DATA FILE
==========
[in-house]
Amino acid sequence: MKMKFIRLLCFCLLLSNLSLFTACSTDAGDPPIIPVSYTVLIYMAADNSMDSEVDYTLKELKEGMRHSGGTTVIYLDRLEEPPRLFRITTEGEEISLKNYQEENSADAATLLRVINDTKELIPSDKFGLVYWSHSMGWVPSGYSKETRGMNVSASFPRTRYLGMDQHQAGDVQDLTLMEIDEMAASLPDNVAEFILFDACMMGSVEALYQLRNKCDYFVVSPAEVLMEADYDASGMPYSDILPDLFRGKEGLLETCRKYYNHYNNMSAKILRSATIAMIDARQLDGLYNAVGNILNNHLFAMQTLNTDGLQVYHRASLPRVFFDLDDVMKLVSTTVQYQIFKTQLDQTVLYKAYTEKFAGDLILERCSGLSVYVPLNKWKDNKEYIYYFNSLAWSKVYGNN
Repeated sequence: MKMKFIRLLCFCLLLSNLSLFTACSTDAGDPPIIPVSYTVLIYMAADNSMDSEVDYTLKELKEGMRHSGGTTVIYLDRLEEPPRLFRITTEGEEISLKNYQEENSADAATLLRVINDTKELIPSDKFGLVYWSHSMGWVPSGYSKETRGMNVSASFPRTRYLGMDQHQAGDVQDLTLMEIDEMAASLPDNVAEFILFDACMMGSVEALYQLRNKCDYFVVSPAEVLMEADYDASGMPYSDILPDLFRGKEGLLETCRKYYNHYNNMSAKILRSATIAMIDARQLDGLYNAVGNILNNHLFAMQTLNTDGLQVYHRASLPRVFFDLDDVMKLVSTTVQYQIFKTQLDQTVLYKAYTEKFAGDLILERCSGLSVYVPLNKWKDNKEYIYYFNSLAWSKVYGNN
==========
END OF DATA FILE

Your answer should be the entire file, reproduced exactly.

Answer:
[in-house]
Amino acid sequence: MKMKFIRLLCFCLLLSNLSLFTACSTDAGDPPIIPVSYTVLIYMAADNSMDSEVDYTLKELKEGMRHSGGTTVIYLDRLEEPPRLFRITTEGEEISLKNYQEENSADAATLLRVINDTKELIPSDKFGLVYWSHSMGWVPSGYSKETRGMNVSASFPRTRYLGMDQHQAGDVQDLTLMEIDEMAASLPDNVAEFILFDACMMGSVEALYQLRNKCDYFVVSPAEVLMEADYDASGMPYSDILPDLFRGKEGLLETCRKYYNHYNNMSAKILRSATIAMIDARQLDGLYNAVGNILNNHLFAMQTLNTDGLQVYHRASLPRVFFDLDDVMKLVSTTVQYQIFKTQLDQTVLYKAYTEKFAGDLILERCSGLSVYVPLNKWKDNKEYIYYFNSLAWSKVYGNN
Repeated sequence: MKMKFIRLLCFCLLLSNLSLFTACSTDAGDPPIIPVSYTVLIYMAADNSMDSEVDYTLKELKEGMRHSGGTTVIYLDRLEEPPRLFRITTEGEEISLKNYQEENSADAATLLRVINDTKELIPSDKFGLVYWSHSMGWVPSGYSKETRGMNVSASFPRTRYLGMDQHQAGDVQDLTLMEIDEMAASLPDNVAEFILFDACMMGSVEALYQLRNKCDYFVVSPAEVLMEADYDASGMPYSDILPDLFRGKEGLLETCRKYYNHYNNMSAKILRSATIAMIDARQLDGLYNAVGNILNNHLFAMQTLNTDGLQVYHRASLPRVFFDLDDVMKLVSTTVQYQIFKTQLDQTVLYKAYTEKFAGDLILERCSGLSVYVPLNKWKDNKEYIYYFNSLAWSKVYGNN